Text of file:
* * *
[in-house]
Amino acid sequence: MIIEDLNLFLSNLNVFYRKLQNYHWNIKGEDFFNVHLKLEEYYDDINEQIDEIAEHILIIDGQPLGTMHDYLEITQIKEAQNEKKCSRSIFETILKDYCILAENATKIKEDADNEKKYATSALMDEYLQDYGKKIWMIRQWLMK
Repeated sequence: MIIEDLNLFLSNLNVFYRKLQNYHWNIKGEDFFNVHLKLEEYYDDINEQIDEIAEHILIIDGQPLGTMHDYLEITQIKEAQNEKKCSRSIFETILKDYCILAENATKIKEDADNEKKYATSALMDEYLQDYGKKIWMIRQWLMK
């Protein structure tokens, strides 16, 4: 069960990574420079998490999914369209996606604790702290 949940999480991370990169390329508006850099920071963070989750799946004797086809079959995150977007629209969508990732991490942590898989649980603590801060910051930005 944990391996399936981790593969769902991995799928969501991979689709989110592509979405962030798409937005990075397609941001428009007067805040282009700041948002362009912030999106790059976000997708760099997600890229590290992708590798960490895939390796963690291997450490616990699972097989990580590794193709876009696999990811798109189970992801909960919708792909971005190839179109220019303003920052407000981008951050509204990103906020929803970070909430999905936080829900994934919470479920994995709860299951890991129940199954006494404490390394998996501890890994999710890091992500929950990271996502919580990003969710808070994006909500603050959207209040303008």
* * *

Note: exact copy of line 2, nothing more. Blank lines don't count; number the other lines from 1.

Amino acid sequence: MIIEDLNLFLSNLNVFYRKLQNYHWNIKGEDFFNVHLKLEEYYDDINEQIDEIAEHILIIDGQPLGTMHDYLEITQIKEAQNEKKCSRSIFETILKDYCILAENATKIKEDADNEKKYATSALMDEYLQDYGKKIWMIRQWLMK